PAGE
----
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New Zealand economy benefitted from China’s seemingly insatiable demand, but in a much different way. New Zealand is a leading agricultural commodity exporter to China, mainly milk, beef, fruits and vegetables. It wasn’t so much a demand issue for these consumer staples as it was a global supply issue. An untimely removal of EU dairy production caps resulted in a global rush to increased production to capture or maintain market share, much in the same way global petroleum producers reacted to collapsing prices. The end result was a collapse in dairy prices. In hindsight, this may have been a silver lining for the RBNZ as it caused the central bank to embark on a steady, measured rate cutting cycle. On the other hand, the RBA had cut early in 20152 but halted in May at 2.00%, perhaps expecting a rebound in China’s economy.

In the first half of 2015 the Kiwi strengthened to near parity after the RBA reduced to 2.25% then reversed, trending to NZD $1.13689; a decline of 13.7%. After the 10 September RBNZ OCR reduction the Kiwi gained 6.697% to NZD $1.0546 by 3 November. The chart seems to indicate that markets expected the RBA to act by that time, but after the 3 November decision to maintain, the Kiwi reversed, weakening about 4.31% right up to the next RBA meeting, reversed and strengthened right through the 10 December RBNZ OCR rate cut to NZD $1.0598 by 29 December. The cross followed the same pattern of gains and losses right through the BOJ and ECB QE expansions. The most recent RBNZ reduction did not have much effect vs the Aussie, however. Over this entire narrative, the RBNZ maintained a positive, but shrinking carry over the RBA; from 125 basis points to 25 basis points, until 2 May when the RBA reduced 25 basis points increasing that spread to 50 basis points.

From 25 April, the Kiwi began a sharp strengthening trend leading up to the 2 May RBA rate reduction. What is the likelihood of a further strengthening from here?  That may depend much more on the Australian economy that the New Zealand economy. Once again it comes down to exports. Demand for consumer staples is relatively non-cyclical, whereas demand for industrial commodities is very much dependent on global growth cycles.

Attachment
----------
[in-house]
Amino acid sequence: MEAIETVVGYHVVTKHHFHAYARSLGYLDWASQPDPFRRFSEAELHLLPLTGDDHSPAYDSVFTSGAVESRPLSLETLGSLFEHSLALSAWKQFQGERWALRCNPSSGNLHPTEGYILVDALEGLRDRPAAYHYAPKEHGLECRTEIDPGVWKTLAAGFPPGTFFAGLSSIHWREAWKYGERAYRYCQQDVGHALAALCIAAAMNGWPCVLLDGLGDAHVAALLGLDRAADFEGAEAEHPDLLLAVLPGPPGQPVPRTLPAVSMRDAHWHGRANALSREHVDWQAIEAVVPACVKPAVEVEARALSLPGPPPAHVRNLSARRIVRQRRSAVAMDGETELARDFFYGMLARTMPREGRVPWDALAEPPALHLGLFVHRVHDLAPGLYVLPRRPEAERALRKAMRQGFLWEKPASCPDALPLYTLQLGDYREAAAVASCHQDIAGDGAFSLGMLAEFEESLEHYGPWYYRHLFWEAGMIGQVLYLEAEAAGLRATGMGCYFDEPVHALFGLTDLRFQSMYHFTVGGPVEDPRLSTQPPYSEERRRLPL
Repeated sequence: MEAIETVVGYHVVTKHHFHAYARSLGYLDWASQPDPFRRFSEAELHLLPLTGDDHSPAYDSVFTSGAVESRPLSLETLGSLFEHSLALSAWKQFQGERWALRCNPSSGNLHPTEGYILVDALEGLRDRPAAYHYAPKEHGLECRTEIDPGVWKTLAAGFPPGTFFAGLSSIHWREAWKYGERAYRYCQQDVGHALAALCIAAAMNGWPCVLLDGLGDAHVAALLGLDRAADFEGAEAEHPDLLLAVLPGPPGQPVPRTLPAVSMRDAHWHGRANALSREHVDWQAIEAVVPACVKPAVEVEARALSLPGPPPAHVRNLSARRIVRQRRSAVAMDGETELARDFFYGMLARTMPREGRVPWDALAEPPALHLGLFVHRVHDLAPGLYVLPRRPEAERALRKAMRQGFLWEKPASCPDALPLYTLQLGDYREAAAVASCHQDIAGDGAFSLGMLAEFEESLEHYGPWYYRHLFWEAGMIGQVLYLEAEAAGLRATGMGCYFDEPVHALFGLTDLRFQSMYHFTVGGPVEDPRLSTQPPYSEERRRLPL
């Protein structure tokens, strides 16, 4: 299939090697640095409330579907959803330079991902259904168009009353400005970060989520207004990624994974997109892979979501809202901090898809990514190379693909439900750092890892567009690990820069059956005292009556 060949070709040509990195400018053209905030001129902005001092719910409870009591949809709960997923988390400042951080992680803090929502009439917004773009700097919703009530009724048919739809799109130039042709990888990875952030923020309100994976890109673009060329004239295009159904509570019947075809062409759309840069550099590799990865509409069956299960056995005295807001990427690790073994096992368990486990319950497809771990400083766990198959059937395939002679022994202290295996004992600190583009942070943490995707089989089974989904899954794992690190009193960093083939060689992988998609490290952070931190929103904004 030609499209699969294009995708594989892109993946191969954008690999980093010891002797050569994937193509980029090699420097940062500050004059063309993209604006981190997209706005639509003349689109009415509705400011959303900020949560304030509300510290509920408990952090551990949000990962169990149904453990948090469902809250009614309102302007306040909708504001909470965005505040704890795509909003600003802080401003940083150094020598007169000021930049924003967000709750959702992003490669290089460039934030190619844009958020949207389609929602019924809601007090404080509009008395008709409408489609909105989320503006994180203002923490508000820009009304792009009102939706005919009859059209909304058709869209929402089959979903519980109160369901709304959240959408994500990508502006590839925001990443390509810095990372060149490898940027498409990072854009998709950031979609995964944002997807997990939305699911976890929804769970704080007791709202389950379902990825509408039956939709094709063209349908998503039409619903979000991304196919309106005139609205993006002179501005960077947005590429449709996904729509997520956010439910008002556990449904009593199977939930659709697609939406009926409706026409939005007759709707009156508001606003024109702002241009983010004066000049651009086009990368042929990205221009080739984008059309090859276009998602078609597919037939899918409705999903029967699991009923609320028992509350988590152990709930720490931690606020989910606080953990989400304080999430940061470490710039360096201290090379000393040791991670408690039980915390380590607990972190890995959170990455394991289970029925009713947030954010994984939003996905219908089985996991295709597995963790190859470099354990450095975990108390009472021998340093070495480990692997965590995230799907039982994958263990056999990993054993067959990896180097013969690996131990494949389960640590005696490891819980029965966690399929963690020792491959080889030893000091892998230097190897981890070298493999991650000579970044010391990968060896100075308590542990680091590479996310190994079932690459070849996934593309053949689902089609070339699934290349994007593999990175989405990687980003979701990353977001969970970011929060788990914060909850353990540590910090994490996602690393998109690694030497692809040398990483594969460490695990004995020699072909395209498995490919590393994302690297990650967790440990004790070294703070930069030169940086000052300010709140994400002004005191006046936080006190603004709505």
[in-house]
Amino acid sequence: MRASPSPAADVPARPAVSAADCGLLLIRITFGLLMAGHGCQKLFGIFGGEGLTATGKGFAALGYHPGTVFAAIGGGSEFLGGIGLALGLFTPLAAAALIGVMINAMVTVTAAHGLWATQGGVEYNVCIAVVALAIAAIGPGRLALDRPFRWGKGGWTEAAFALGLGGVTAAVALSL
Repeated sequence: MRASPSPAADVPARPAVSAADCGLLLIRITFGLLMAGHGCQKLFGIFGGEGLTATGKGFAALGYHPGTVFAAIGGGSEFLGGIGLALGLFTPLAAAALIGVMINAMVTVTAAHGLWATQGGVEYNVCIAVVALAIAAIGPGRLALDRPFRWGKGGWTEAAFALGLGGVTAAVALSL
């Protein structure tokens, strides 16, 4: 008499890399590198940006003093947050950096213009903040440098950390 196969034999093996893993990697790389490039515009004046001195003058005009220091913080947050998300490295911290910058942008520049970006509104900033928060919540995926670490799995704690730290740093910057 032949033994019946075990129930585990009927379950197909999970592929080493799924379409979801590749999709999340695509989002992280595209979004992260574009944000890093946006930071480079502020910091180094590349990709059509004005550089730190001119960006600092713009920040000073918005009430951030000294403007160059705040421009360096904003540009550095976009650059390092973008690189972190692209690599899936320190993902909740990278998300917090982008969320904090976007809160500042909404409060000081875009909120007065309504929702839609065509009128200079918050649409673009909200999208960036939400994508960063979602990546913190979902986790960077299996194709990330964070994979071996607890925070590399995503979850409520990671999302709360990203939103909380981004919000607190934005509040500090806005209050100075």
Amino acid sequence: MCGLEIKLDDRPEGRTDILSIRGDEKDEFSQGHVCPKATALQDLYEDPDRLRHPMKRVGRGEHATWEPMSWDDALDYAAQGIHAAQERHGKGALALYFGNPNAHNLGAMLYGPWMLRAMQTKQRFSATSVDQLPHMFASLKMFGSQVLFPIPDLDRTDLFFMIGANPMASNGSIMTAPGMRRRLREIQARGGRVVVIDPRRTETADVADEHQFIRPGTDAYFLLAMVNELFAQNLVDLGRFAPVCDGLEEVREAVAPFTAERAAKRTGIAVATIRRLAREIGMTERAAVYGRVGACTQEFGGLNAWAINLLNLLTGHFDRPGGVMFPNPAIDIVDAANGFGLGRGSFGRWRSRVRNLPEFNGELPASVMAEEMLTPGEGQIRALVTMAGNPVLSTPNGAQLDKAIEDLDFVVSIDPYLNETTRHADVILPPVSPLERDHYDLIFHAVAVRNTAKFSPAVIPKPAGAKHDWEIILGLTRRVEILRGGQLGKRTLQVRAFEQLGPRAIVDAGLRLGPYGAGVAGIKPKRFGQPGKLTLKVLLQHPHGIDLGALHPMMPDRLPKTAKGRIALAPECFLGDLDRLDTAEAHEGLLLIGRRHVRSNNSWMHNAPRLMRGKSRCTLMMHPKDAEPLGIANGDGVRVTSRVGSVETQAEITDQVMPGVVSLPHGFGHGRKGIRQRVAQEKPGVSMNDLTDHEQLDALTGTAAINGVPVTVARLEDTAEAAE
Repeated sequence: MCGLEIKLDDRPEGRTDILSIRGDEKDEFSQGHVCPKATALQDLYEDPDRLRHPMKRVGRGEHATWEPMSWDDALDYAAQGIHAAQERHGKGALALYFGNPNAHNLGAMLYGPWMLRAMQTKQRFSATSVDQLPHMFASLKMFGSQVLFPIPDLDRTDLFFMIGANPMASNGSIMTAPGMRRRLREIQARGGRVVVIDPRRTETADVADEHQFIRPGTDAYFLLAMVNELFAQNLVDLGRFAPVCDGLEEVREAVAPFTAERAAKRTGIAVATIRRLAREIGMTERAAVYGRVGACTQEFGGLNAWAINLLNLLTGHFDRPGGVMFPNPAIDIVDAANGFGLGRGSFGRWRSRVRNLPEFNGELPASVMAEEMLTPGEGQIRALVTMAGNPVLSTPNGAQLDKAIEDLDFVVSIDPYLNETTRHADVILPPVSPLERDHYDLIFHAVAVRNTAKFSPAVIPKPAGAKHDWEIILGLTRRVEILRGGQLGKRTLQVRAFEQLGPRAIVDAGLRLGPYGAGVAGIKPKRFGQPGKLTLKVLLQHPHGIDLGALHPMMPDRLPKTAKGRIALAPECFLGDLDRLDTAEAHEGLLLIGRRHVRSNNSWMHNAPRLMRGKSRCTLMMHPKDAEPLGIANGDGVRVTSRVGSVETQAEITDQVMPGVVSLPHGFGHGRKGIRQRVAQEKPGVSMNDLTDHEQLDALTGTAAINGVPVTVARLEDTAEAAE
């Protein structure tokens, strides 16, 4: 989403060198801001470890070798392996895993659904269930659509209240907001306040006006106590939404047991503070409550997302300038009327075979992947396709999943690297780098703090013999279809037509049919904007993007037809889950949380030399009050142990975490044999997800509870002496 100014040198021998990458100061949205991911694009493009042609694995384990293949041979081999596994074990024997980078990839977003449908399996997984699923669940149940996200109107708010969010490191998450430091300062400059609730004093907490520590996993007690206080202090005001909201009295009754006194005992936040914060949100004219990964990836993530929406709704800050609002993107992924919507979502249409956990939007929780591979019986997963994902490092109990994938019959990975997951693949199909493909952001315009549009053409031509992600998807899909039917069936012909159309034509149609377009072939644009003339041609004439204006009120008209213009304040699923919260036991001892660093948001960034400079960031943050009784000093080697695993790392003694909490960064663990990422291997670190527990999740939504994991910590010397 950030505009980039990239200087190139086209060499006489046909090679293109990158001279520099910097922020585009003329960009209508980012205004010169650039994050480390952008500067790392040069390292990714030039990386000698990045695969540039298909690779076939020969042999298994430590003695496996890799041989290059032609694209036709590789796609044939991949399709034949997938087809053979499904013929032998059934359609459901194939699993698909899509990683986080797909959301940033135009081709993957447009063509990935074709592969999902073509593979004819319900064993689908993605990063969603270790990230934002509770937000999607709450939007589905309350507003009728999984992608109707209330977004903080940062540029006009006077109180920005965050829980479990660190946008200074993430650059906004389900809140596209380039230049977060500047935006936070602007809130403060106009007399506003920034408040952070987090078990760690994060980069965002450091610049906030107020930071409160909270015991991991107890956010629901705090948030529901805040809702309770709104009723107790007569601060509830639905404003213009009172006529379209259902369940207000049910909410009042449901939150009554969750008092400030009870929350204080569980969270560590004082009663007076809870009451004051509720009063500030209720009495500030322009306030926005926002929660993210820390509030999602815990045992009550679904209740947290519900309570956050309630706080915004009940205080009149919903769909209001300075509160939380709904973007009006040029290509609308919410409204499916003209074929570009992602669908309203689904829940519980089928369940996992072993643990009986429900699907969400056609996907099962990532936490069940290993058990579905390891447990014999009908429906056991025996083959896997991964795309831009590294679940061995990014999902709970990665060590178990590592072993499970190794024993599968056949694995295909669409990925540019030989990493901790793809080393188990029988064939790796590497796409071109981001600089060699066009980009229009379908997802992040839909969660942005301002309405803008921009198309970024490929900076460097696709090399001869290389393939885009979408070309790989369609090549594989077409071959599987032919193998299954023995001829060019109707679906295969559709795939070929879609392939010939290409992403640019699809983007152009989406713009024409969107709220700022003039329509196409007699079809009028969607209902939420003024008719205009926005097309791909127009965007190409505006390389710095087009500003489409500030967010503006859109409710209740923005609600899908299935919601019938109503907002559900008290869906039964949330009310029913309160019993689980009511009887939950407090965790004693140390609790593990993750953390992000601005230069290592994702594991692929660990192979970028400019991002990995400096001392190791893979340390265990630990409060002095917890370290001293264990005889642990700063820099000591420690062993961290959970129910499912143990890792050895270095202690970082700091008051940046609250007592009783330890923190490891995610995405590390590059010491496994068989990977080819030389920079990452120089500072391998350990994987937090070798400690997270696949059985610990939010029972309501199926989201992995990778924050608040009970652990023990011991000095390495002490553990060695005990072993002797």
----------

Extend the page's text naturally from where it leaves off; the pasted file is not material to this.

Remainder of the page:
In the 2 May statement, Governor Glenn Stevens noted that “...Commodity prices have firmed noticeably from recent lows, but this follows very substantial declines over the past couple of years. Australia's terms of trade remain much lower than they had been in recent years...” Clearly, Governor Stevens was indicating a longer term view on the situation.

...In Australia, the available information suggests that the economy is continuing to rebalance following the mining investment boom...”  Again, this is the issue with every industrial commodity producer-exporter and noted in the statement, although indirectly: “...Inflation has been quite low for some time and recent data were unexpectedly low. While the quarterly data contain some temporary factors, these results, together with ongoing very subdued growth in labour costs and very low cost pressures elsewhere in the world, point to a lower outlook for inflation than previously forecast...”

Clearly, the RBNZ would prefer a weaker Kiwi vs its major trading partners. New Zealand’s largest single export to Australia is Crude Petroleum at 17%. The other major exports include dairy at 10% and other foodstuffs at 22.4%. However, Australia already has a sizable dairy and agriculture industry. The point being that terms of trade between the two may not be seriously affected by a slight strengthening of the Kiwi and if past is prologue, the cross is likely to remain in its range of the past 6 months:  between (12 month) Fibonacci retracement levels NZD $1.0534 support and NZD $1.1308 resistance.

Mike Scrive
Technical Analyst
Accendo Markets

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1 RBA media release 2-5-2016
2 The RBA rate cutting cycle reaches back to November 2011, from 4.50%.